the strategy of merging with an established company in order to gain monopoly over the market.
the strategy a company uses when it decides to allocate the company resources equally among all the marketing segments
the strategy a company uses when it decides to serve a limited number of segments, or just one segment of the market.
the strategy a company uses when it decides to ignore the different needs of different market segments, and produce one standardized product for all the customers.
the strategy of closing down one or more business units in order to minimize the losses.
has a greater resale value than rival products.
provides greater reliability than rival products.
is offered free of cost on purchase of a company's standard product.
always costs more than rival products.
always costs less than rival products.
distinguishes its products from those of rivals by offering something that they find hard to match.
absorbs cost increases by powerful suppliers while keeping to their lower pricing.
allows the company to charge a premium price for its good or service.
uses perceived superior value to generate growth in demand among customers.
creates entry barriers for rivals with greater brand loyalty to the specific products offered.
the same as other available products.
distinct from other available products.
the least costly product in the industry.
the most costly product in the industry.
cheaper, but inferior to the available products.
customers who have similar needs.
products that are considered obsolete.
diverse products produced by the same manufacturer.
customers who have diverse needs.
standardize its products.
offer its products at low costs.
customize its products.
produce one basic offering.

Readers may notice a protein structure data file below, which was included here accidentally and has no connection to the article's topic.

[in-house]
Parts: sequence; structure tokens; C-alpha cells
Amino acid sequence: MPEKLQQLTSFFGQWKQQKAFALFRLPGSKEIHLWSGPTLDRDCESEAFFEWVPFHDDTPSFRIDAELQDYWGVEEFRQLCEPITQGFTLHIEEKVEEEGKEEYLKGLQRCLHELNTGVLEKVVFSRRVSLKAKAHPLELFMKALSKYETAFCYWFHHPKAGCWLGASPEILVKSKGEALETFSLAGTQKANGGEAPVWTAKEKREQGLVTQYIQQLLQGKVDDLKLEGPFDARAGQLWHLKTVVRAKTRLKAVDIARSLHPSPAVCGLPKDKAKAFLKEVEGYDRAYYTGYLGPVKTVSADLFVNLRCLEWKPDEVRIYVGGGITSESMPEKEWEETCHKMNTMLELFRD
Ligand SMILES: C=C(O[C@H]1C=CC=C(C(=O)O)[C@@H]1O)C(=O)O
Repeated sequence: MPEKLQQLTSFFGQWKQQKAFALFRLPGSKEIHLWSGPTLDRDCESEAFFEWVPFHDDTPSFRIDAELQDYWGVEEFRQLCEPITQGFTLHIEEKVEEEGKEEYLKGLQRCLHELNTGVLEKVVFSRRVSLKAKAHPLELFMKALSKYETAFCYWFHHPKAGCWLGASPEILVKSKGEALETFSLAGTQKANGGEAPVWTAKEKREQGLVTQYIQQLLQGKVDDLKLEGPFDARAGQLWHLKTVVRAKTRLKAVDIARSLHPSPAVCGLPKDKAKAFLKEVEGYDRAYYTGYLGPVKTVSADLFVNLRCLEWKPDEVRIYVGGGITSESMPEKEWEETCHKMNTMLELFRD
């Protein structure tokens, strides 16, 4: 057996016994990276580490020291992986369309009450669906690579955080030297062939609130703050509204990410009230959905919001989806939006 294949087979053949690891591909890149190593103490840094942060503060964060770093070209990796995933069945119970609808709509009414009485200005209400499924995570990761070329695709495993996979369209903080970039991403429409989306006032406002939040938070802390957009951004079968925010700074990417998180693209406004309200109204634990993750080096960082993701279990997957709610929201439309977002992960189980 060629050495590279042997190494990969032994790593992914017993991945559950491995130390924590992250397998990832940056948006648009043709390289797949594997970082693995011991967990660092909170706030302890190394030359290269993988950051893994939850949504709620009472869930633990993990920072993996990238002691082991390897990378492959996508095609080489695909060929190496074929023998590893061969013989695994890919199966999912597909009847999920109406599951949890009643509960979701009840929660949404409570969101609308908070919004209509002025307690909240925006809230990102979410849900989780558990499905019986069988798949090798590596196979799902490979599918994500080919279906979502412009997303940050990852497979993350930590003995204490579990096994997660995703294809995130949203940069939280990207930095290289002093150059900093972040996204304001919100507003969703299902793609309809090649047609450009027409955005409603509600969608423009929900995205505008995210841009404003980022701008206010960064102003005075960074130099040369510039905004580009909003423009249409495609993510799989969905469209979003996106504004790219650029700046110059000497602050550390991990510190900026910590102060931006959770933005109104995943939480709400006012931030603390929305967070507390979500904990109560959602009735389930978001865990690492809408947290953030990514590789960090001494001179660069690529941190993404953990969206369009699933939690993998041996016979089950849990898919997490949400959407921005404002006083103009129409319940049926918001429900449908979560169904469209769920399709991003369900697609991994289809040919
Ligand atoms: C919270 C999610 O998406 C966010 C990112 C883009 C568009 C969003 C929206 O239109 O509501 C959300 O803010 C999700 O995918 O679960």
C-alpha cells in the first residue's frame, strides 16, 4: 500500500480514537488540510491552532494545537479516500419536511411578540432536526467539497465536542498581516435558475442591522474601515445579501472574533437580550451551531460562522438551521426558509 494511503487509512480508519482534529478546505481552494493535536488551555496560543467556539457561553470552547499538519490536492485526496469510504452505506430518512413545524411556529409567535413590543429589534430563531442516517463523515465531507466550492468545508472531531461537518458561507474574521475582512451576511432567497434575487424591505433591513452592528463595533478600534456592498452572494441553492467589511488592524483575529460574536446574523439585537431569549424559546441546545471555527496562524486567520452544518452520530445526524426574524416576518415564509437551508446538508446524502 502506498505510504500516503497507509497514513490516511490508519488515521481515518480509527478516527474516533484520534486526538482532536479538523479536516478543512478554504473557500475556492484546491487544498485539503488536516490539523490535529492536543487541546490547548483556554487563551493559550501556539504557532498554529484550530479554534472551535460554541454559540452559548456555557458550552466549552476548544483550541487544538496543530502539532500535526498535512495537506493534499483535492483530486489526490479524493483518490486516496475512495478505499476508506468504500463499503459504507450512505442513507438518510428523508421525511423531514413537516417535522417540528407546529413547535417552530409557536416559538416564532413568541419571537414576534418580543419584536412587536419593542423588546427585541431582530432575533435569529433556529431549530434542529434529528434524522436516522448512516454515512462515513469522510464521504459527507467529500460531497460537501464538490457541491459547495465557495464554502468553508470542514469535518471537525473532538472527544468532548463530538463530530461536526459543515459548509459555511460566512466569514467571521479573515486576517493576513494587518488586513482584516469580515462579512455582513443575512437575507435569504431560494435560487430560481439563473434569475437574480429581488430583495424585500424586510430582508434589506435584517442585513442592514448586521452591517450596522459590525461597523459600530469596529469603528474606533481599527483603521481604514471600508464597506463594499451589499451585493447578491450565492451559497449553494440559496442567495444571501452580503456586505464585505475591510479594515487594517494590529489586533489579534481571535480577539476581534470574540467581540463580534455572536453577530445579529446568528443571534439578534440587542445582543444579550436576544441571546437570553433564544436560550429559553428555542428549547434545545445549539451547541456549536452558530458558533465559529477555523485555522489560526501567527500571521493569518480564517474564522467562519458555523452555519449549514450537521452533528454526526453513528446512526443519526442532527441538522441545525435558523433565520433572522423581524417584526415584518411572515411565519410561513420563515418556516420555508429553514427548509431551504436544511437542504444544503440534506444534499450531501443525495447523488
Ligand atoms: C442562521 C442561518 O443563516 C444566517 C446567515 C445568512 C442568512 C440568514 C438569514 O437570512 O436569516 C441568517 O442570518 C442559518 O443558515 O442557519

attain high economies of scale by achieving a high volume of sales.
Marketing a product targeted toward average or typical customers
Marketing a product to a group of people who are more likely to purchase it
Making customized products to suit the unique requirements of customers
Making products to meet the specific needs of a narrow group of customers
Making one product aimed toward a general, rather than a specific subset of customers
respond to demands of deep price demands from powerful buyers and still make money.
lower its cost structure.
charge a premium price for its good or service.
charge low prices and still make profits.
initiate a price war in order to grow volume and drive its weaker rivals out of the industry.
standardized market price.
industry life cycle stage.
degree of market segmentation.
age of the market.
stuck in the middle
pursuing a low-cost strategy.
pursuing a differentiation strategy.
pursuing a focus strategy.
pursuing an exit strategy.
pursuing a divestment strategy.
selling on non-price factors, such as design or customer service.
producing a large product variety without a large cost penalty.
producing a basic offering that is relatively inexpensive to produce and deliver.
being able to respond to demands for deep price discounts.
being able to initiate a price war in order to grow volume and drive its weaker rivals out of the industry.
Broad differentiation strategy
Low market segmentation
Medium market segmentation strategy
Broad high-cost strategy
Focus differentiation strategy
Razor and blade
can sells on non-price factors, such as design or customer service.
can respond to demands for deep price discounts.
sell fewer products in bulk to outsell their rivals.
can initiate a price war in order to grow volume and drive its weaker rivals out of the industry.
can absorb cost increases that may be passed on downstream by powerful suppliers.
attempts to serve all market segments.
concentrates on building market share in one market segment.
typically has more resources at its disposal than a differentiator does.
has a greater impact on costs and revenues.
produce different offerings for different segments.
Differentiation and cost structure decisions affect one another.
Differentiation and cost structure decisions do not affect one another.
Companies that focus on the higher-value end of the market have a lower cost structure.
Differentiation decisions do not affect a company's profitability.
Cost structure decisions do not affect a company's profitability.
Here's an interesting quiz for you.